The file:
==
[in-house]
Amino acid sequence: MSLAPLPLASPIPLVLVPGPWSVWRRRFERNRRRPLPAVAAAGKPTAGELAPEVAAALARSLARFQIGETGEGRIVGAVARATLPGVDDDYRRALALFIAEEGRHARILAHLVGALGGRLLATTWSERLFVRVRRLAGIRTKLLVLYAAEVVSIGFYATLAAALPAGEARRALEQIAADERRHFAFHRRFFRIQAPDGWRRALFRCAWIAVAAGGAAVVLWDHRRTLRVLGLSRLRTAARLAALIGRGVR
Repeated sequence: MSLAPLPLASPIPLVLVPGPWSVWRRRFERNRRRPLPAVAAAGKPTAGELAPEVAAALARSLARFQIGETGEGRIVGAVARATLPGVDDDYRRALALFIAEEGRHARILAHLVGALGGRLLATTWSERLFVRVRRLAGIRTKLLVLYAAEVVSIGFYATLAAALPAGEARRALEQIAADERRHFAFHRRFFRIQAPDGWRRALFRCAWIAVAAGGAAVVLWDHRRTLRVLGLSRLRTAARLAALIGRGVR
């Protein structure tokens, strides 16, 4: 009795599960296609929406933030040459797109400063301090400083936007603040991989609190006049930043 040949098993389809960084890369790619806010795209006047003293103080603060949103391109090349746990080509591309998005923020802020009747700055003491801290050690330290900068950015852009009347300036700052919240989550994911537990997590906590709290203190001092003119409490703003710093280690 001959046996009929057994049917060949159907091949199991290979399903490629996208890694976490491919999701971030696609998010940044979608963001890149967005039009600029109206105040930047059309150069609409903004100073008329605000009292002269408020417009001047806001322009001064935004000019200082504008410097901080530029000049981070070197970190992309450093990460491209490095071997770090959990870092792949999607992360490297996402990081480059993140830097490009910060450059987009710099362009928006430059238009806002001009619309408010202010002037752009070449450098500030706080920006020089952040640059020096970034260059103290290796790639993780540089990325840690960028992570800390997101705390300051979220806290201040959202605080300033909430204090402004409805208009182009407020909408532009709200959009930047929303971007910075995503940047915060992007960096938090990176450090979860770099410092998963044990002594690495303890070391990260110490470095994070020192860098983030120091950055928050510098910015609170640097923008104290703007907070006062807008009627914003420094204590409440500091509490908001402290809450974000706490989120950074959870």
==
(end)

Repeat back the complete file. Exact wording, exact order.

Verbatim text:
[in-house]
Amino acid sequence: MSLAPLPLASPIPLVLVPGPWSVWRRRFERNRRRPLPAVAAAGKPTAGELAPEVAAALARSLARFQIGETGEGRIVGAVARATLPGVDDDYRRALALFIAEEGRHARILAHLVGALGGRLLATTWSERLFVRVRRLAGIRTKLLVLYAAEVVSIGFYATLAAALPAGEARRALEQIAADERRHFAFHRRFFRIQAPDGWRRALFRCAWIAVAAGGAAVVLWDHRRTLRVLGLSRLRTAARLAALIGRGVR
Repeated sequence: MSLAPLPLASPIPLVLVPGPWSVWRRRFERNRRRPLPAVAAAGKPTAGELAPEVAAALARSLARFQIGETGEGRIVGAVARATLPGVDDDYRRALALFIAEEGRHARILAHLVGALGGRLLATTWSERLFVRVRRLAGIRTKLLVLYAAEVVSIGFYATLAAALPAGEARRALEQIAADERRHFAFHRRFFRIQAPDGWRRALFRCAWIAVAAGGAAVVLWDHRRTLRVLGLSRLRTAARLAALIGRGVR
């Protein structure tokens, strides 16, 4: 009795599960296609929406933030040459797109400063301090400083936007603040991989609190006049930043 040949098993389809960084890369790619806010795209006047003293103080603060949103391109090349746990080509591309998005923020802020009747700055003491801290050690330290900068950015852009009347300036700052919240989550994911537990997590906590709290203190001092003119409490703003710093280690 001959046996009929057994049917060949159907091949199991290979399903490629996208890694976490491919999701971030696609998010940044979608963001890149967005039009600029109206105040930047059309150069609409903004100073008329605000009292002269408020417009001047806001322009001064935004000019200082504008410097901080530029000049981070070197970190992309450093990460491209490095071997770090959990870092792949999607992360490297996402990081480059993140830097490009910060450059987009710099362009928006430059238009806002001009619309408010202010002037752009070449450098500030706080920006020089952040640059020096970034260059103290290796790639993780540089990325840690960028992570800390997101705390300051979220806290201040959202605080300033909430204090402004409805208009182009407020909408532009709200959009930047929303971007910075995503940047915060992007960096938090990176450090979860770099410092998963044990002594690495303890070391990260110490470095994070020192860098983030120091950055928050510098910015609170640097923008104290703007907070006062807008009627914003420094204590409440500091509490908001402290809450974000706490989120950074959870």